Click Here for Photo Gallery of Kliptown
The African National Congress (ANC), which was formed just after New Years in 1912 to resist minority white domination of South African society, signed their Freedom Charter in the ’50s in Kliptown, Soweto (Johannesburg). Considering this history, and Soweto’s critical role in the eventual fall of Apartheid, it is appalling to see first hand that the residents of Kliptown continue to live in shacks and suffer the never-ending impacts of massive unemployment. It has been seventeen years since the fall of Apartheid and the beginning of the “New South Africa”, but even though the land across the railroad tracks has been broken and given way for a large R.D.P. housing project, the majority continue to live in a maze of shacks. While the reality here is extremely grim there are people in this seemingly forgotten community that refuse to accept these conditions as permanent.
An organization known simply as KYP- Kliptown Youth Program- has harnessed this energy and partnered up with other organizations, both South African and international, and have created an oasis amidst the chaos. Their focus has been on education, access to life services, after-school programming and food for children. I was here last year with GLA- Global Leadership Adventures- and they were back with a group of students from Nigeria, America and Europe to assist in KYP programming. While I wasn’t able to attend the programming this year I was able to catch back up KYP and document some significant changes in the facility and scope of their activities within the community.
New facets of KYP in 2011 include new recreational areas for the children, two newly constructed classrooms, which have replaced cargo containers that were functioning as spaces for tutoring, and a brand new computer lab with ten work stations each equipped with internet connections. A new soccer KYP soccer team has also been created as well, and has obviously been flooded with youth trying to make the official team.
Another side project, which is slated to start in October, will also change the face of Kliptown for both the people who live within the maze of shacks as well as for those who drive through on the road that rises up above the railroad tracks. When you follow this major road the shacks stretch out and fill the horizon, but two artists- Happy Dhlame (see the gallery titled ‘Happy’ about his work) and Breeze Yoko- have set in motion an ambitious after-school arts program to beautify the roof tops with murals of flowers, trees and other flora. Their main goal is to fill the horizon with color and a depiction of life, which signifies the youth growing up in conditions that are appalling. In all of the townships I have spent time within the level of potential among the youth is overwhelming. The previous generations most definitely suffered greatly under Apartheid, and many died in the fight for majority rule, but the seriously painful part of the story is the lack of opportunity for the next generation as conditions remain the same. But some Kliptown residents are hopeful because of KYP and other groups that have come in to jump start a Kliptonian Renaissance.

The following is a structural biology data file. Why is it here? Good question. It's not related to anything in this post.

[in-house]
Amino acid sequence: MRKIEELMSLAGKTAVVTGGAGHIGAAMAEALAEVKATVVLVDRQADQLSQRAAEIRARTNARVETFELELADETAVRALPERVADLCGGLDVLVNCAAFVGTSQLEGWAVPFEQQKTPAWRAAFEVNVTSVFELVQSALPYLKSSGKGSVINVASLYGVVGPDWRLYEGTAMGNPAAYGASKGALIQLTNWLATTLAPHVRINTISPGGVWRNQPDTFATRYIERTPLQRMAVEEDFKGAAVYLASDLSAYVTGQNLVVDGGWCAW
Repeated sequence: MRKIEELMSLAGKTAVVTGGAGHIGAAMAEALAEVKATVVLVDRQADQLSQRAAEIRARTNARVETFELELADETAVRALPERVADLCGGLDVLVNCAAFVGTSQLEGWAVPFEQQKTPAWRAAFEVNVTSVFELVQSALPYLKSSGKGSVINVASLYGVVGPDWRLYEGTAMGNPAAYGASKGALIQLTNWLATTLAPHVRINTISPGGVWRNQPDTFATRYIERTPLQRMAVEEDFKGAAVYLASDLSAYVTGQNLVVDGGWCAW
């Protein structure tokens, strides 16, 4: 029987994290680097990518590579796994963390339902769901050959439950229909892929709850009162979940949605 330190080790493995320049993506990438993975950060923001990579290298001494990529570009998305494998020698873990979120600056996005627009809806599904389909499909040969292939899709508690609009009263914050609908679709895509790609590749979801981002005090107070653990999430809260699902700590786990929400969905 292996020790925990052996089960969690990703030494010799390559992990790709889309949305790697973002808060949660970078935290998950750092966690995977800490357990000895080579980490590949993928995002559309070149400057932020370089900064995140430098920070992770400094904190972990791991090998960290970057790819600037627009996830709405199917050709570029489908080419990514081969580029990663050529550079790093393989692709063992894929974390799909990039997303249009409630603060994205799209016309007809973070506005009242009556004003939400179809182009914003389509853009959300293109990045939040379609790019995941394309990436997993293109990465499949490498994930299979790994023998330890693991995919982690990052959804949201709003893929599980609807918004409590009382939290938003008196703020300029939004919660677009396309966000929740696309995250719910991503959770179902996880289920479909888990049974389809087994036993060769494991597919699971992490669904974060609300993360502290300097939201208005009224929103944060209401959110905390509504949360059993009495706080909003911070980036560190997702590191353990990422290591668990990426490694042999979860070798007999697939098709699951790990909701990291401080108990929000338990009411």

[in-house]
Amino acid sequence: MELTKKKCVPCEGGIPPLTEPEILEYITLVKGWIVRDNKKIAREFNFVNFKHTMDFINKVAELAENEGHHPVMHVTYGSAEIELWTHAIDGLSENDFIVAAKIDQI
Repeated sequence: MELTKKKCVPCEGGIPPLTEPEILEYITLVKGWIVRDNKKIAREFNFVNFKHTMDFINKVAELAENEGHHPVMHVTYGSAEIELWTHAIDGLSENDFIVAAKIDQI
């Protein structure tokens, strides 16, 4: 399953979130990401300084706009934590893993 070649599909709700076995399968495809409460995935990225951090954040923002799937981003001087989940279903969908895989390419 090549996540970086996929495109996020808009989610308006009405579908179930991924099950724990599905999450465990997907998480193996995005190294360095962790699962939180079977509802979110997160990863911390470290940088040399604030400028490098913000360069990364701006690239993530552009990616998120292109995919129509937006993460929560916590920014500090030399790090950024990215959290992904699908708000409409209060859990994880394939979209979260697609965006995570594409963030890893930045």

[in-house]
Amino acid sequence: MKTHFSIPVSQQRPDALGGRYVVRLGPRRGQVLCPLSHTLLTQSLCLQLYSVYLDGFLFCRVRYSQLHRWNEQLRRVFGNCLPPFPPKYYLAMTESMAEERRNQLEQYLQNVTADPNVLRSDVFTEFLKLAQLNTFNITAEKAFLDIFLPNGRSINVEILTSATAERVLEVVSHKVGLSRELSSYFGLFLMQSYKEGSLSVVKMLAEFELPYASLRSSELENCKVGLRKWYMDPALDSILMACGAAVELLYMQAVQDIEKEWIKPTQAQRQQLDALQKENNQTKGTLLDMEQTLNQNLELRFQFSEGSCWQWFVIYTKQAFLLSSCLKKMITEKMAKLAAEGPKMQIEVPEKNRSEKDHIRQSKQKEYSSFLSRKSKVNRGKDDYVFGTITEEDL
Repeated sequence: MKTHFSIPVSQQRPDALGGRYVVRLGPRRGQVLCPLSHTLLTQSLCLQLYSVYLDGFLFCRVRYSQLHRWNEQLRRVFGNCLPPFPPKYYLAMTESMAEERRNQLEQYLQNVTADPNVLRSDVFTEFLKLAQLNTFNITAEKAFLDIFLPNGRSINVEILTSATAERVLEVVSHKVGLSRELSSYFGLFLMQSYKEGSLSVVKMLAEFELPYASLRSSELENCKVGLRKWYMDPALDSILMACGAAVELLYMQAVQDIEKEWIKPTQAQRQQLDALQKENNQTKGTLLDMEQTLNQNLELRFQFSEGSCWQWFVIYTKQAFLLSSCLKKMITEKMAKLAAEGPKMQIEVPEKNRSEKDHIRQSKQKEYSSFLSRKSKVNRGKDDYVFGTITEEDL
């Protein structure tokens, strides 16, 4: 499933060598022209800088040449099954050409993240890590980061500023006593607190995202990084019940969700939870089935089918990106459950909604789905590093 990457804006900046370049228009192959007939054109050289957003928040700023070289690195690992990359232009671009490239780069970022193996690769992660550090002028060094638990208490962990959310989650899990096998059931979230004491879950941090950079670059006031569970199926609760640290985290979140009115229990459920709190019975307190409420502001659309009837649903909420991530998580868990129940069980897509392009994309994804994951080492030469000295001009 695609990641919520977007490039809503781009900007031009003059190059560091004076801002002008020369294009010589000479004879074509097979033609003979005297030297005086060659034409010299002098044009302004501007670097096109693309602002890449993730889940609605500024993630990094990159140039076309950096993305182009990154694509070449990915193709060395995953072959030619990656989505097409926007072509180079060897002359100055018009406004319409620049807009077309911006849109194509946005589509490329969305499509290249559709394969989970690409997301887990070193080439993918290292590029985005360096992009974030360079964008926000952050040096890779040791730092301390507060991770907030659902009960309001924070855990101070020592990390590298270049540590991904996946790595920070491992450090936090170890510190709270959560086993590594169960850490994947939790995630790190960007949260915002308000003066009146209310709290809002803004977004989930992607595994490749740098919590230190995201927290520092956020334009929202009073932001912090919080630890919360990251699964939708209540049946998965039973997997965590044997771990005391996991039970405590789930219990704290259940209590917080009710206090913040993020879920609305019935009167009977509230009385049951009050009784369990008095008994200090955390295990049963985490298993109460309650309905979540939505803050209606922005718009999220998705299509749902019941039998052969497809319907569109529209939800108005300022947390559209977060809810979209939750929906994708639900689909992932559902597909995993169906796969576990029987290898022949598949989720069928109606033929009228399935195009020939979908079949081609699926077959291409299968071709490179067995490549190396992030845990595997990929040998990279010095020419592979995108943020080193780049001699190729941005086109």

Thulani Mhambi, 25, and Sihle Magadla, 20, are prime examples of youth that have immersed themselves within the KYP process and refuse to accept the conditions as permanent. Both wear tons of hats and facilitate diverse services in the community. Thulani, who is the Under-15 Soccer Coach, an Assistant Librarian, and works as a freelance plumber and handyman, sees his greatest role in being a Grade 6 Tutor everyday after school lets out. Sihle (pronounced Seekhay) also works with the soccer team and sees the tutoring program as the greatest way to support the community. He is also very skilled at the art of Gumboot, which is a physical percussion and active dance tradition popularized by workers in the mines who played their boot tops during work breaks. Sihle learned when he was young and wants to give back by leading a new Gumboot group to ensure the art form stays alive. As Thulani and Sihle walked me through Kliptown they discussed the myriad challenges the community faces, which included politicians coming through with bold promises of houses and consistent service delivery that is yet to truly emerge. However, their energy and willingness to remain positive never wavered. Perhaps their positivity is bolstered by the massive popularity of KYP events after school lets out, and the consistent expansion and improvements of the KYP facility.
While most are realistic about the near future of Kliptown, and take brief visits from politicians with a grain of salt, it is clear that the community is no longer waiting on others to start the renaissance. Once Happy and Breeze get the kids to work on the rooftops, Kliptown will continue its transformation in spirit and mind, and while the fundamental conditions most likely will remain, the truly committed are truly winning hearts and minds.